We’ve all seen the ads: Supplements promising to help you lose weight, build lean muscle, rev your metabolism and turn you into a fat-burning machine. We admit — the idea of popping a pill to lose weight sounds pretty enticing. After all, it’s so much easier than cleaning up your diet and regularly sweating it out at the gym.
Despite the rise and fall of weight loss pills (remember Fen-Phen, Dr. Oz’s green coffee bean extract debacle?), supplements still line the shelves of most health food and drug stores. Georgia Rounder, RDN, says, “For many individuals seeking to lose weight, weight loss supplements provide a ‘quick fix’ approach to meet their desired weight goals, especially products that are marketed in a flashy, convincing manner.” But do they actually work?
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Weight Loss Supplements: Animal vs. Human Studies
The short answer is there’s no clinical evidence to support the effectiveness of weight loss supplements. Rebecca Ditkoff, MPH, RD, says, “There are no real clinical trials to show that they work in humans.”
While researchers have investigated the ingredients in diet pills, most studies are on animals. “Animal studies are done when initially researching a specific supplement, but human studies are necessary for confirming the effectiveness of the supplement in the body’s physiological makeup,” Rounder says.
For example, conjugated linoleic acid (CLA) is a supplement touted as a fat burner. “Some research has shown that CLA may be beneficial in decreasing fat mass in animals,” Rounder says. But according to Rounder, human studies are inconclusive and have an overall minimal effect on total body weight and body fat.
Garcinia Cambogia: Decoding Diet Pill Claims
For other supplements, the findings have been inconclusive. Garcinia cambogia is a supplement that comes from the pulp and rind of a fruit-bearing tree of the same name. “Many weight loss benefits have been proposed for this supplement, including the suppression of food intake throughout the day. But short-term clinical trials completed up to this point reveal next to no effect on total body weight,” Rounder says.
Another example is raspberry ketones, a natural phenolic compound found in raspberries that’s believed to make it harder for your body to store fat. “However, this particular supplement was primarily studied in combination with other ingredients. This prevents us from making conclusions about using it as a weight loss supplement,” Rounder says.
Industry partners or the supplement companies also sponsor some of the research on weight loss pills. “This can lead to a bias within the research and ultimately favor the industry’s product or aim in some way,” Rounder says. Plus, Ditkoff says some diet pills can have the opposite effect of wrecking your metabolism and causing weight gain.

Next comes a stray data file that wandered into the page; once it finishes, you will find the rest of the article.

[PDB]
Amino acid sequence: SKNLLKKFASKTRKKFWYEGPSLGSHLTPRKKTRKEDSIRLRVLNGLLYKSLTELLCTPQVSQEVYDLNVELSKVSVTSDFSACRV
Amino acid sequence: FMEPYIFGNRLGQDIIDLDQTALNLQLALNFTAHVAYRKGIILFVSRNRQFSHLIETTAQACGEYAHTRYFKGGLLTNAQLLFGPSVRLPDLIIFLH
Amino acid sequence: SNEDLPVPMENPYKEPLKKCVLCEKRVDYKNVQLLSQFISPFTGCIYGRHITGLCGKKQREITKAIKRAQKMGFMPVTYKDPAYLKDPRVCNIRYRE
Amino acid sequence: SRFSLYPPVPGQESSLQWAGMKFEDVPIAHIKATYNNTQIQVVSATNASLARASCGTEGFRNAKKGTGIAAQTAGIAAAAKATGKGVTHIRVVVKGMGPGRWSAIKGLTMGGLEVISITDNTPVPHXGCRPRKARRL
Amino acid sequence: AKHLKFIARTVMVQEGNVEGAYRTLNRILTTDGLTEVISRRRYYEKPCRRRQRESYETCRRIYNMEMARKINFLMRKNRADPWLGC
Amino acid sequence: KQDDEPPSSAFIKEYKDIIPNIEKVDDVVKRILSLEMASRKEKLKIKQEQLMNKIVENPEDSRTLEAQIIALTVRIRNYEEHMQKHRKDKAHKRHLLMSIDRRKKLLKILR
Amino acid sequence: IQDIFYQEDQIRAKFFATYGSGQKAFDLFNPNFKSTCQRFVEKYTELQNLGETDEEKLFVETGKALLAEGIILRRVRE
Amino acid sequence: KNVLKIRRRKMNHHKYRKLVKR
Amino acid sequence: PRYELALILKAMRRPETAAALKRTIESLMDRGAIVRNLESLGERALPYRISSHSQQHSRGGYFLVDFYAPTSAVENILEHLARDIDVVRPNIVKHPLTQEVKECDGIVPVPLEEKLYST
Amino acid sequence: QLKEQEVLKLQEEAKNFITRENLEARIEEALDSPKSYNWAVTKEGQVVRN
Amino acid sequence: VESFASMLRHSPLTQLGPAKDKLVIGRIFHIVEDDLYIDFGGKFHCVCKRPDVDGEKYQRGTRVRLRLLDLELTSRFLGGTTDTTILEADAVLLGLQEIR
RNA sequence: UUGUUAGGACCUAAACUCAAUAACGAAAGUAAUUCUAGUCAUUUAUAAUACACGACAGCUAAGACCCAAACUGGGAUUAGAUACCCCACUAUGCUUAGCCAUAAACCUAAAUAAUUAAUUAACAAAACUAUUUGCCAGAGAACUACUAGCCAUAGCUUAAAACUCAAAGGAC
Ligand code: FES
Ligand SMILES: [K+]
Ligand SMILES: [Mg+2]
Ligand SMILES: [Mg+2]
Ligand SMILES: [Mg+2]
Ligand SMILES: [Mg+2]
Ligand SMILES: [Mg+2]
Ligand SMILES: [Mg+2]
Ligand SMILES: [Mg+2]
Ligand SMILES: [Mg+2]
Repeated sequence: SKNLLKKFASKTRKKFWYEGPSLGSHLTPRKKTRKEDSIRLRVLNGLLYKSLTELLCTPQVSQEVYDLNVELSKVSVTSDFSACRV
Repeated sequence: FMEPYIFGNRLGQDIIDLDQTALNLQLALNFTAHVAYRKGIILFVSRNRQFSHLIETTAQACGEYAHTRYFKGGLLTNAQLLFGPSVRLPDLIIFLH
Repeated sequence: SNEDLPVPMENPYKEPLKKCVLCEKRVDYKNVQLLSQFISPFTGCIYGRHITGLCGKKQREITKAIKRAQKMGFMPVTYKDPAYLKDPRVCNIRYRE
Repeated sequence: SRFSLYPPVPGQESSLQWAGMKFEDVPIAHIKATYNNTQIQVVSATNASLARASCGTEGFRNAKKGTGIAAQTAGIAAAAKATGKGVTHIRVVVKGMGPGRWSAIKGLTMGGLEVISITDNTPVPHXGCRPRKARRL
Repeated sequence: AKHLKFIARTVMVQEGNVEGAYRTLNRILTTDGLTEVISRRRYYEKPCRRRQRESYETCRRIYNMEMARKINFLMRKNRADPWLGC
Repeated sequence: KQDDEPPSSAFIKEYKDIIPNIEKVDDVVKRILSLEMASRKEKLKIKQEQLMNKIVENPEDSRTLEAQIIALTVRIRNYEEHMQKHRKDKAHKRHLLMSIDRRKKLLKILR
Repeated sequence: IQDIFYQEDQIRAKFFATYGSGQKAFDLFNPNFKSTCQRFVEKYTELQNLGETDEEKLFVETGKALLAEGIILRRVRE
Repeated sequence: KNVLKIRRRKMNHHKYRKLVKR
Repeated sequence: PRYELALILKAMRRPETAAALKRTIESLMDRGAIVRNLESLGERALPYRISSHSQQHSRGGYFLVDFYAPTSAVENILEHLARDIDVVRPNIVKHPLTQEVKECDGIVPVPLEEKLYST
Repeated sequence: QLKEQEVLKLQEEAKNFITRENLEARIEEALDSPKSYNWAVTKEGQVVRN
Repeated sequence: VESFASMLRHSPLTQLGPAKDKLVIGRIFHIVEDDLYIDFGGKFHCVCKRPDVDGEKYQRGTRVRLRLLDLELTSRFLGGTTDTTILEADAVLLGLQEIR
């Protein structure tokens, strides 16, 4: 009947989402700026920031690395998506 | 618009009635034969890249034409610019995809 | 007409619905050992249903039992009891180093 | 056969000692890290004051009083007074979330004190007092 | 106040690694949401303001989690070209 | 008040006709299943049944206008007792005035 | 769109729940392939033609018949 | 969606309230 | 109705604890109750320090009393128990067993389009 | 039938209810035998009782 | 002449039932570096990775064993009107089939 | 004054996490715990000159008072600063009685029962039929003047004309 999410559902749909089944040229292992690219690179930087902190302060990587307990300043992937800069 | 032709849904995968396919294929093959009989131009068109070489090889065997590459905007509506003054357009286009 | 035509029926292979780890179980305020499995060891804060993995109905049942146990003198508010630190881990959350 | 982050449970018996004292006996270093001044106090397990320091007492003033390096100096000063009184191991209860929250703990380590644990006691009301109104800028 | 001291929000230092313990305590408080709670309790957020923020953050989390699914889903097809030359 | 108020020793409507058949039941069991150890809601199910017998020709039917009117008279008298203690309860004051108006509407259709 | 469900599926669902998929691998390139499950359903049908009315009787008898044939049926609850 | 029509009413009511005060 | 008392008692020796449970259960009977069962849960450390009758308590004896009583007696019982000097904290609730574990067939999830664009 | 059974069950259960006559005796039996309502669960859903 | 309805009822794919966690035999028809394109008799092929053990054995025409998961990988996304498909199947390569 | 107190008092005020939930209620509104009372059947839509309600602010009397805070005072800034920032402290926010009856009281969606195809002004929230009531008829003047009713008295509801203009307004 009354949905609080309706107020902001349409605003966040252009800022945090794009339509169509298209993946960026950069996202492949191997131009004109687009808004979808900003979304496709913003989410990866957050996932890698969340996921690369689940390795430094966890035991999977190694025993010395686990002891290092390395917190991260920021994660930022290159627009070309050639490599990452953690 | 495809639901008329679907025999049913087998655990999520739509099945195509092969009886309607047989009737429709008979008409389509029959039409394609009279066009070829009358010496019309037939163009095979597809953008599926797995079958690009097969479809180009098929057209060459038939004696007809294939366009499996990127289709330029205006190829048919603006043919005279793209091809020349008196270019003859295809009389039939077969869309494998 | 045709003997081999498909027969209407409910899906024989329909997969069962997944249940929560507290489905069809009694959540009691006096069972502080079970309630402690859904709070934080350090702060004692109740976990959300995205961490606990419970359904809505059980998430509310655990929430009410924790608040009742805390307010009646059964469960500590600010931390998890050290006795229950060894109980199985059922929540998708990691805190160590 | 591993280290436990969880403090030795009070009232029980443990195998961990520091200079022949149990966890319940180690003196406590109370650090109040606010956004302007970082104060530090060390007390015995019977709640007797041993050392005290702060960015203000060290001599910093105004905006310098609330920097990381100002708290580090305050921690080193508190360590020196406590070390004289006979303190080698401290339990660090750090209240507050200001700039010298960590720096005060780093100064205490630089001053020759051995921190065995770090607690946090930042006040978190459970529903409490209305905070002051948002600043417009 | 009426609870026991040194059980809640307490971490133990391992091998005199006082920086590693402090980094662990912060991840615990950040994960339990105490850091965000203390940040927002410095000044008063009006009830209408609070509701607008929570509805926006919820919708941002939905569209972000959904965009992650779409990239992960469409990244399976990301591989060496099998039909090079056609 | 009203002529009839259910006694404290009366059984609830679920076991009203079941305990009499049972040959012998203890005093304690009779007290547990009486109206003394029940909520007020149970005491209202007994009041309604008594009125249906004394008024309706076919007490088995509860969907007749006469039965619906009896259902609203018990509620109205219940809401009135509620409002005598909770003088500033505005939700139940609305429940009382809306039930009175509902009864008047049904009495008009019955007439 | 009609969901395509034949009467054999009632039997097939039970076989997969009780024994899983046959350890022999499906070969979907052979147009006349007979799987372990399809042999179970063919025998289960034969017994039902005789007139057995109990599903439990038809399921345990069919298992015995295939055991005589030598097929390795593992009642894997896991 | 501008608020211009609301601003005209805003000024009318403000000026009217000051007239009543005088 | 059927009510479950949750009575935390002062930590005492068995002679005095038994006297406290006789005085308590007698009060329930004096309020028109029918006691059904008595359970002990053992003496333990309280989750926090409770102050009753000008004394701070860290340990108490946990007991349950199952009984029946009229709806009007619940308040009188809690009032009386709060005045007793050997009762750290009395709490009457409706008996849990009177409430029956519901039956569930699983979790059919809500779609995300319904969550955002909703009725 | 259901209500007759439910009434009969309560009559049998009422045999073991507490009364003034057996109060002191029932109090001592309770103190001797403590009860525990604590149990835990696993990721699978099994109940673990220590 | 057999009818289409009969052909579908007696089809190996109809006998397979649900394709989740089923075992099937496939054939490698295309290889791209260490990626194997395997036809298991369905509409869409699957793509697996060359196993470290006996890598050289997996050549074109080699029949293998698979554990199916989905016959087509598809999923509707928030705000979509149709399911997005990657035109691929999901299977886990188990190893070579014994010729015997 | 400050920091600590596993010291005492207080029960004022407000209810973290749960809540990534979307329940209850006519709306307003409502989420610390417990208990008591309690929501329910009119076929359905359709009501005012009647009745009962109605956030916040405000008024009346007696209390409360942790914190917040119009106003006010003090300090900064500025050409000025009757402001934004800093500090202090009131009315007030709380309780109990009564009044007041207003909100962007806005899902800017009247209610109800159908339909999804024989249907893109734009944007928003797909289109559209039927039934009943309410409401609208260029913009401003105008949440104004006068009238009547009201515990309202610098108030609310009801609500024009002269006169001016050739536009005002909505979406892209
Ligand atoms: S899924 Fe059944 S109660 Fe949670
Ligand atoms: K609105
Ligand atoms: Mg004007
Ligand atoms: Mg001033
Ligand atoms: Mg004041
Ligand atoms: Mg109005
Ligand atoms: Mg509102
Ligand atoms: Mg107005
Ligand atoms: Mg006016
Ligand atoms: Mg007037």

Are You Getting What You Paid For?
Contrary to what you might think, the Food and Drug Administration (FDA) doesn’t regulate weight loss supplements. Unlike drugs, which go through rigorous clinical trials, manufacturers don’t need to prove that dietary supplements are safe.
So for advertisements that claim to help you burn fat 10 times faster than normal, the manufacturer doesn’t actually have to demonstrate that those claims are true. What’s promised on the packaging isn’t always in the pills, so there’s a risk you don’t get what you buy.
“Since they’re not approved by the FDA, you don’t even know what’s in them, which is pretty scary,” Ditkoff says. “They can have fillers and additives. You don’t know what else is in there.”
In fact, Vox investigated current dietary and weight loss supplements on the market and found that many contained hidden drugs, including ones that have been pulled from the U.S. market. A study in the New England Journal of Medicine found that 20,000 emergency room visits each year are from adverse reactions to dietary supplements. Think: palpitations, chest pain and increased blood pressure. Nearly 72 percent of those cases are from weight loss or energy products.
A Smarter Weight Loss Solution
The truth is there isn’t one pill that’s going to fix everything. But if you want to introduce a new supplement to your regimen, talk to a professional. “If you’re seriously considering taking any of these supplements on a routine basis, first consult your physician to get the final OK,” Rounder says.
Taking a weight loss pill can sometimes do more damage than good. “Depending on the supplement and your medical history, the side effects of these supplements may include GI distress, nausea, vomiting, abdominal pain, constipation, diarrhea, brain fog and headaches. They may even interfere with the absorption of key vitamins and minerals,” Rounder says. Ditkoff says the key to weight loss is lifestyle change. That means committing to eating a balanced diet and getting more exercise. And be patient. While you may wish for instant, healthy weight loss is a long-term affair.